How to automatically record meetings on Zoom using your computer

  • You can set Zoom to automatically record all the meetings that you host.
  • When changing your Zoom settings, you can also choose whether you want the recordings to be saved to your computer or the cloud.
  • For added transparency, you can turn on the “Recording consent” feature to let others in the call know when you’re recording.

You can easily turn on the “Automatic Record” feature in your Zoom settings online, and begin recording your Zoom calls.

Like other Zoom actions, such as the ability to mute and unmute participants, automatically recording the meeting only applies if you are the host.

It’s important to note that you are also unable to make any of these changes in the Zoom app for desktop or mobile, and can only be done in the browser.

Once you start recording, you can enable the “Recording consent” function to let participants know that you are recording.

Here’s how to do it.

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How to automatically record meetings on Zoom

1. Open Zoom in your browser on your Mac or PC.

2. Click on “My Account” in the top-right corner.

3. This will bring you to your profile and settings pages. Click the “Settings” tab under the “Personal” section in the left hand panel.

4. Click the “Recording” tab at the top.

graphical user interface, application, Teams

© Marissa Perino/Business Insider

5. Make sure “Local recording” is switched to on first. If this isn’t turned on, you won’t be able to save recordings at all — regardless of whether or not they are automatic.

6. Next, click the toggle next to “Automatic recording” to turn it on. If the feature is turned on, the switch will turn from gray

Mmhmm, Five-Month-Old Video Startup Making Virtual Meetings More Fun, Raises $31 Million Pre-Launch

As Phil Libin speaks his Zoom background changes rapidly, cycling through images of his past trips to Japan before settling upon a looping animation of a wooded landscape crafted in paper. Moments later, a Weekend Update-style screen appears in the right side of Libin’s virtual room with presentation text – and Libin follows it, his body reappearing, smaller, next to the box so that he can point with his arm to specific sentences.

This is mmhmm, Libin’s virtual presentation startup, in action. Started in May as “a kind of joke” during shelter-in-place, mmhmm now has thousands of test users, a waitlist of 100,000 and, as of Wednesday, a fresh $31 million in funding to expand. The funding, which includes a $21 million Series A investment led by Sequoia, an additional $5 million raised for Libin’s startup studio All Turtles and $5 million in debt from Silicon Valley Bank, likely values mmhmm in the ballpark of $100 million, all before its general launch.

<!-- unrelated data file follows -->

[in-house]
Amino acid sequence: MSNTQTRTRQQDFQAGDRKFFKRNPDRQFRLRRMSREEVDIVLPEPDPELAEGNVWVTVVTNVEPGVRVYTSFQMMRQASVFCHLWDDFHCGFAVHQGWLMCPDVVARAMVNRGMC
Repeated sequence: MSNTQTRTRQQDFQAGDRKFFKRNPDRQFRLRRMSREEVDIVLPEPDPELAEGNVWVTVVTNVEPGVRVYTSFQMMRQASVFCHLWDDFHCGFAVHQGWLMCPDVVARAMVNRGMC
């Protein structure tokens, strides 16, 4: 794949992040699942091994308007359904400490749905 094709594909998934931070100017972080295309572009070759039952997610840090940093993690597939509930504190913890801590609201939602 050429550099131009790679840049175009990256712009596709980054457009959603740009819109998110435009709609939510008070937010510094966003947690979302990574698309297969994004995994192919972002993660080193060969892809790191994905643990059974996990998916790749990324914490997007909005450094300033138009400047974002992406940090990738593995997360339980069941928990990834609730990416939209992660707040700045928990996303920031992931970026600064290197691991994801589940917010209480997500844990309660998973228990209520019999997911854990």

“We all have these micro performances we do every day, where you have to perform for your employees, or your boss, your investors or your social media followers, your kids. And doing it on video is tedious,” Libin explains. “We want to level up that performance however you’re doing it.”

Known for his years running Evernote, the note-taking app that preceded a new wave of startups like Notion and Roam Research, Libin argues that the post-Covid 19 world has shifted inexorably towards “DJ-ification,” or a hybridization of virtual and live experiences he calls “IRL-plus.” Libin doesn’t believe in-person interactions won’t return, to a degree. But interactions like doctor and bank visits, concerts and investor earnings calls can all be augmented, he says, by the

You can do meetings on Gather, a website that looks like a retro video game

On August 15, friends and family members from all over the world gathered in a church and reception hall to celebrate the wedding of Karen Dowling and Raghav Krishnapriyan.

text: Chris Neilson shows off the ConsiliumBots virtual office on Gather, which combines elements of retro video games with video chat.

© From Gather
Chris Neilson shows off the ConsiliumBots virtual office on Gather, which combines elements of retro video games with video chat.

Naturally, because of the pandemic, the wedding was a little different than usual. In addition to a small, in-person ceremony and reception, in Menlo Park, California, the bride, groom, and guests from as far away as India partied together online. They were represented as tiny, pixelated, two-dimensional characters on a website called Gather, which combines the nostalgia of retro video games with the face-to-face of video chat.

Nothing can replace being together in person, Karen Krishnapriyan, née Dowling, conceded. Still, “These tools can help us make the most of it while we can’t be together,” she said.

Since the pandemic has squashed plans for face-to-face socializing, the Krishnapriyans are among the many people taking celebrations, classes, office work, and academic conferences to the internet to help them feel virtually connected while they’re physically far apart.

But while Zoom has stood out for months as a popular video chat platform, with millions of meetings conducted on it each day, it’s not right for every person or gathering. It lacks the spontaneity of walking up to someone at a party for a chat, for one, and it’s tricky to use with a big group of people, for another. And, for the most part, there isn’t a lot that differentiates the Zoom experience from that on Cisco’s Webex, Facebook’s Messenger Rooms, Google Meet and other video-chat apps.

For something a bit playful and flexible, a growing number of people, companies, and universities are turning to Gather, which rolled out in